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Mental Illness Looks Like: Jessica

Updated: Mar 11, 2020

Do you struggle with mental illness? If so, what?

A: I have struggled with mental illness, historically. Mainly depression. That is not to say that I am now "recovered" from mental illness. I have vulnerabilities and some very low days – but largely, for me, it is a case of maintaining my mental health to avoid a spiral into a prolonged episode of depression again.

When did you first realize you struggled with mental illness?

I think I knew from the outset (age 15) that I was struggling, but I had no idea how to articulate that into words. I didn't understand what the pain was, what it meant. It wasn't until around the age of 19 that I felt more educated on my symptoms and understood it. It was a diagnosis from my doctor that helped me fully realise the extent to which I was struggling.

How were you diagnosed?

By accident! I went to my GP with a urinary tract infection and broke down into tears. My VERY intuitive doctor asked me lots of questions, actually took an interest, and we unpacked what was going on aside from the UTI. Very. Good. Work.

What does depression feel like for you? Describe your symptoms.

Depression for me is like seeing the world in black and white. On a sunny day, you KNOW the sky is blue, but you can't see it, you can't get the joy from it. It's losing the joy from things that you normally love to do. It's wanting to isolate yourself but also feeling lonely. It's a pain in my chest. I'm also a massive crier, and when I am depressed, I find myself crying at lots of random times in the day when it doesn't make sense – public transport, in the gym, on my own, in company. It won't take much to trigger the tears.

Is there a metaphor or an example you use to describe your mental illness?

Like having a permanent cloud of fog over your head. When you breathe it in, it hurts. It makes your ears teary, your head heavy, your visibility poor.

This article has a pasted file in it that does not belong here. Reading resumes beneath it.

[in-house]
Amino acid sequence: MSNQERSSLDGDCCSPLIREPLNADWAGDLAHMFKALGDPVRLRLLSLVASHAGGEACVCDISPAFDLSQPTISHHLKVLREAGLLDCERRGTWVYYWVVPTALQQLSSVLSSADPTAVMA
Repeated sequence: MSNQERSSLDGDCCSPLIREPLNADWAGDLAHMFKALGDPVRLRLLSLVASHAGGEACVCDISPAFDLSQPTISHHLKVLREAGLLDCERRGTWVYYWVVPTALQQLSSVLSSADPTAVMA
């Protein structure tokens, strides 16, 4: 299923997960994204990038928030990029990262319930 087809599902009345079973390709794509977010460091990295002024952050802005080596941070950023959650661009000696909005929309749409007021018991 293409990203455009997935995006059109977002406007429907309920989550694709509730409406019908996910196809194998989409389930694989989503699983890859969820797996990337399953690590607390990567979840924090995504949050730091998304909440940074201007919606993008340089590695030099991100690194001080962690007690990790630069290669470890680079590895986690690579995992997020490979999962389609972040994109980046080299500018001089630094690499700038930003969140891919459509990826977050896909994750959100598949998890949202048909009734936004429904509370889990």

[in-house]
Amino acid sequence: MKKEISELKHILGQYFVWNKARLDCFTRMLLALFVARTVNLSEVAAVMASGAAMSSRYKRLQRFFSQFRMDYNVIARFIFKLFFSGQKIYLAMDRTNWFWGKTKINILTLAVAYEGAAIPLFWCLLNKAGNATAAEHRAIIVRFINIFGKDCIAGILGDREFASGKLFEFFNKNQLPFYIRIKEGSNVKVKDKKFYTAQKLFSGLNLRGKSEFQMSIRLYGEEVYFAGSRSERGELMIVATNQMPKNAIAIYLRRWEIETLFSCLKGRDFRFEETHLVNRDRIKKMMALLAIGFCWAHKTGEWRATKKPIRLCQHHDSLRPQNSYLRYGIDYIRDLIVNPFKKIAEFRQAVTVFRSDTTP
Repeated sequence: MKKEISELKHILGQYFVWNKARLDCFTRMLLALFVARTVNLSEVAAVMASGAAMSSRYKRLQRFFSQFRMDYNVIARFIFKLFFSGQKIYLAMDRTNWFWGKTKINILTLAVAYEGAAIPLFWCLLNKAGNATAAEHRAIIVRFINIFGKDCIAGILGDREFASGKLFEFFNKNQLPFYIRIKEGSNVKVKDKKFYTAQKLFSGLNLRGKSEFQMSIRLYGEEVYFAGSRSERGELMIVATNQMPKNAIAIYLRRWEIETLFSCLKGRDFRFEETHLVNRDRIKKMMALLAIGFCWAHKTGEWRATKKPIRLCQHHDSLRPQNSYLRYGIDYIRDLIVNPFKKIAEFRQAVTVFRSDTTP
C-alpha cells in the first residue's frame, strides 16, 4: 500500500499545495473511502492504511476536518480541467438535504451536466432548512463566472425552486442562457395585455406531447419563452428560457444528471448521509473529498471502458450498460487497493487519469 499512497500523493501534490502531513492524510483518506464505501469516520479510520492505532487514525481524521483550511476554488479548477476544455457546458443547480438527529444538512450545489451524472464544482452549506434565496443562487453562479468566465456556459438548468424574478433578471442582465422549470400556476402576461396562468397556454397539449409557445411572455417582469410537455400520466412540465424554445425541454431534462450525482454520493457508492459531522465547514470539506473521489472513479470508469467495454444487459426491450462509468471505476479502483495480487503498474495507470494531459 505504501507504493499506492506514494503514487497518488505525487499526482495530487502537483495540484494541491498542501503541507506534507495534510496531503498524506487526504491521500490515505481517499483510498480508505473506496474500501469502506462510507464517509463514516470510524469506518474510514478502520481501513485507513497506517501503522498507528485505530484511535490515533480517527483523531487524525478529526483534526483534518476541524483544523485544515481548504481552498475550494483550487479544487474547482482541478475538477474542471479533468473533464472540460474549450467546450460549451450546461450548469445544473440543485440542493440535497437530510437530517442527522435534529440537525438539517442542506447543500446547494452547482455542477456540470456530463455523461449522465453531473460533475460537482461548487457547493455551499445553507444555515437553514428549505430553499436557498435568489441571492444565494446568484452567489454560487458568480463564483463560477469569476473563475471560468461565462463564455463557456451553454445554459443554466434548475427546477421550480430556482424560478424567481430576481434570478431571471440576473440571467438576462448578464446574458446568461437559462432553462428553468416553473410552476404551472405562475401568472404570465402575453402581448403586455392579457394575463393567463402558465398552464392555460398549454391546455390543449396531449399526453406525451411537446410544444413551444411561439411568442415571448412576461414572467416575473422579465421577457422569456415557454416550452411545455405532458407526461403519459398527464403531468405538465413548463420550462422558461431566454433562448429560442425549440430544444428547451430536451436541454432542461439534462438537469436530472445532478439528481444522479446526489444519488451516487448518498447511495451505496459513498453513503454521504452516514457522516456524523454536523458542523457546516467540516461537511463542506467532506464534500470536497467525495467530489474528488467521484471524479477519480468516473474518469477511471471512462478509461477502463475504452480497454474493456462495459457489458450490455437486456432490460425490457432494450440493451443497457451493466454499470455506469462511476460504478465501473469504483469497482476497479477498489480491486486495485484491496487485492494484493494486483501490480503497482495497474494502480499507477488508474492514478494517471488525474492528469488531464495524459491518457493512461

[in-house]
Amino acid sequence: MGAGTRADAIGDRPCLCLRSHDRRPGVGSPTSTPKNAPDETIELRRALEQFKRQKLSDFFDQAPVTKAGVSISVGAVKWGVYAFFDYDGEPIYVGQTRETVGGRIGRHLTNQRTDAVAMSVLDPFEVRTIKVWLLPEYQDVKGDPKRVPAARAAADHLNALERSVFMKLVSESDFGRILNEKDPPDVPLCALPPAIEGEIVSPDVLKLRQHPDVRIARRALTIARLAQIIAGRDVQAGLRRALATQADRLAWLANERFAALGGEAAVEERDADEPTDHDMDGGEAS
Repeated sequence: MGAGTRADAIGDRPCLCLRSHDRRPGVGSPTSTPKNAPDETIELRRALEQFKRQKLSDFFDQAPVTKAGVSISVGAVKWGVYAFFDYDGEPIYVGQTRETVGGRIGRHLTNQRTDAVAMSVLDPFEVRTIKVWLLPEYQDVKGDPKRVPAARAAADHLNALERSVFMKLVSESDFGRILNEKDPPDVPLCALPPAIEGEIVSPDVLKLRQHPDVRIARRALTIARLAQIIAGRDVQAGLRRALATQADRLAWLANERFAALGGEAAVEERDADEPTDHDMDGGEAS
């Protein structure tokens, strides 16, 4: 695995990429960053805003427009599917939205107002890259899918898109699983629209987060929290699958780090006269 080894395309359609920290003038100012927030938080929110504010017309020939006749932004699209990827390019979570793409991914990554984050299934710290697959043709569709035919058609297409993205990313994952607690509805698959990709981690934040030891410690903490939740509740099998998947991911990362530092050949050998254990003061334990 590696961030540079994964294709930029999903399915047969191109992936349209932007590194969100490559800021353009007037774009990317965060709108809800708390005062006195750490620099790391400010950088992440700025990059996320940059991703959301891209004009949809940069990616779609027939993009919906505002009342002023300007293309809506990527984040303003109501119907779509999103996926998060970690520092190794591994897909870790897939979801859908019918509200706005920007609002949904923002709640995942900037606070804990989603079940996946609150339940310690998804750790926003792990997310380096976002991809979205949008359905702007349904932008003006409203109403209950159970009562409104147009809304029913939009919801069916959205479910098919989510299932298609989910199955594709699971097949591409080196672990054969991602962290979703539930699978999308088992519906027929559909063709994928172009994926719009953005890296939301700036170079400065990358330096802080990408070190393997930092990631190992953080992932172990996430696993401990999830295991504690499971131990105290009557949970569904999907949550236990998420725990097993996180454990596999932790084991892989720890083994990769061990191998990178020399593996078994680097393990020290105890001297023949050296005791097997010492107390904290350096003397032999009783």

Do your friends and family know about your illness? If so, how did you tell them?

I am lucky to have the support of the @runtalkrun community who I feel I can be totally transparent with. With my friends and family outside of that community, I tend to describe my symptoms in terms of their physical form (e.g., I feel sick, or I feel tired) because I find that easier to articulate, and easier for them to understand too.

Do you believe your illness has held you back in any way?

When I was in the throes of depression, 100% it held me back. Now that I am understanding ways of managing my depression, not at all. I wouldn't be doing half of the things I am doing (or know half of the incredible people in my world) were it not for my struggle.

What have you been able to achieve in spite of your mental struggles?

I have set up a global mental health support community, which acts as ongoing support for myself too! I have run 5 marathons, an ultra-relay, and more half marathons than I can count. I have spoken to large audiences at some big events about my journey with mental health, and I have traveled alone in America (which felt huge for a shy Brit like me!).

Do you go to therapy?

I have been, but I don't necessarily think it is the best space for me, personally, to be vulnerable.

Do you take medication?

When I was very unwell with my depression, yes.

Do you do anything besides therapy or medication to manage your symptoms?

Running, strength training, seeking support from the Run Talk Run community. Taking myself in the outdoors when I feel my anxiety rising and walking lots more (instead of taking public transport).

Any stereotypes you'd like to address regarding the disorder?

That depression looks like staying in bed in darkness every day! People who experience depression who are high functioning and still go to work, and socialise, etc, can experience just as much pain.

Any books, resources, or influencers that have helped you?

@thephilmachine on Instagram helps me realise that I am limitless and can be a brilliant business-woman because of (and not "in spite of") my vulnerabilities. @hopevirgo inspires me endlessly with her campaigning for eating disorder treatments. Oh and there's this really cool account called @exposureprojectsf….

What do you want people to know about mental illness?

If you are struggling, just know that it can and will get easier. But that there are so many people who want to support you whilst it is not feeling easy.

Use three words to describe your experience.

Gritty, empowering, altering.

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